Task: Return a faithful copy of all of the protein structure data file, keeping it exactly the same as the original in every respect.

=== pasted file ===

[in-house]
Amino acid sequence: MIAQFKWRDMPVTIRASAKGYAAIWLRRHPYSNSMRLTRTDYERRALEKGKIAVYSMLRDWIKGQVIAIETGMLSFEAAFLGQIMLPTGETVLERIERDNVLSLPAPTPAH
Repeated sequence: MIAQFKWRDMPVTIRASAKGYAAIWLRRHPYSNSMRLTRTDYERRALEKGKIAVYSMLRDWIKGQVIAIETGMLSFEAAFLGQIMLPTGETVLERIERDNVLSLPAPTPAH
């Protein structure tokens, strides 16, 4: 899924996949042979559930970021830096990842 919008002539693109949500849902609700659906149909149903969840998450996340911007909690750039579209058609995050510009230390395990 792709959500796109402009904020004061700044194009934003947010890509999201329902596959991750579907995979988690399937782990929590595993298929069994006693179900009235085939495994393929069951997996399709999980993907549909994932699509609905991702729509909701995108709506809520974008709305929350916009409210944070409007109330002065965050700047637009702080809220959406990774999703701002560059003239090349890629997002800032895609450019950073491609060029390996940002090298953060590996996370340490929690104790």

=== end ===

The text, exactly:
[in-house]
Amino acid sequence: MIAQFKWRDMPVTIRASAKGYAAIWLRRHPYSNSMRLTRTDYERRALEKGKIAVYSMLRDWIKGQVIAIETGMLSFEAAFLGQIMLPTGETVLERIERDNVLSLPAPTPAH
Repeated sequence: MIAQFKWRDMPVTIRASAKGYAAIWLRRHPYSNSMRLTRTDYERRALEKGKIAVYSMLRDWIKGQVIAIETGMLSFEAAFLGQIMLPTGETVLERIERDNVLSLPAPTPAH
């Protein structure tokens, strides 16, 4: 899924996949042979559930970021830096990842 919008002539693109949500849902609700659906149909149903969840998450996340911007909690750039579209058609995050510009230390395990 792709959500796109402009904020004061700044194009934003947010890509999201329902596959991750579907995979988690399937782990929590595993298929069994006693179900009235085939495994393929069951997996399709999980993907549909994932699509609905991702729509909701995108709506809520974008709305929350916009409210944070409007109330002065965050700047637009702080809220959406990774999703701002560059003239090349890629997002800032895609450019950073491609060029390996940002090298953060590996996370340490929690104790």